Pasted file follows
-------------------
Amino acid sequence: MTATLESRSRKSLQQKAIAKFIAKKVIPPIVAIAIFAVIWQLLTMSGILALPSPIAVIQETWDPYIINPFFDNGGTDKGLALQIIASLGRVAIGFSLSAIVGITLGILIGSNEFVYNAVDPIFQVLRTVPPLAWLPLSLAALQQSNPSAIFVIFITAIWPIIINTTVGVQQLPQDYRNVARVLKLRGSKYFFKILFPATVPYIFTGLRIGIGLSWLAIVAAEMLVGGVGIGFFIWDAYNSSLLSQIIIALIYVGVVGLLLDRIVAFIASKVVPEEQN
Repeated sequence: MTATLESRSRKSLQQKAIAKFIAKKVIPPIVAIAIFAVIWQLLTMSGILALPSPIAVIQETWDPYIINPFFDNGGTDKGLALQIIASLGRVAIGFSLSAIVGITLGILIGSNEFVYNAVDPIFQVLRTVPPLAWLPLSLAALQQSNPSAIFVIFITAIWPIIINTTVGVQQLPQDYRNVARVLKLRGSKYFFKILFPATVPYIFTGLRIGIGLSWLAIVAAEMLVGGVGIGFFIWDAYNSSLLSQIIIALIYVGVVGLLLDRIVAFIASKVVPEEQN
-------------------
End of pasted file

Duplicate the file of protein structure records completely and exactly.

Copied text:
Amino acid sequence: MTATLESRSRKSLQQKAIAKFIAKKVIPPIVAIAIFAVIWQLLTMSGILALPSPIAVIQETWDPYIINPFFDNGGTDKGLALQIIASLGRVAIGFSLSAIVGITLGILIGSNEFVYNAVDPIFQVLRTVPPLAWLPLSLAALQQSNPSAIFVIFITAIWPIIINTTVGVQQLPQDYRNVARVLKLRGSKYFFKILFPATVPYIFTGLRIGIGLSWLAIVAAEMLVGGVGIGFFIWDAYNSSLLSQIIIALIYVGVVGLLLDRIVAFIASKVVPEEQN
Repeated sequence: MTATLESRSRKSLQQKAIAKFIAKKVIPPIVAIAIFAVIWQLLTMSGILALPSPIAVIQETWDPYIINPFFDNGGTDKGLALQIIASLGRVAIGFSLSAIVGITLGILIGSNEFVYNAVDPIFQVLRTVPPLAWLPLSLAALQQSNPSAIFVIFITAIWPIIINTTVGVQQLPQDYRNVARVLKLRGSKYFFKILFPATVPYIFTGLRIGIGLSWLAIVAAEMLVGGVGIGFFIWDAYNSSLLSQIIIALIYVGVVGLLLDRIVAFIASKVVPEEQN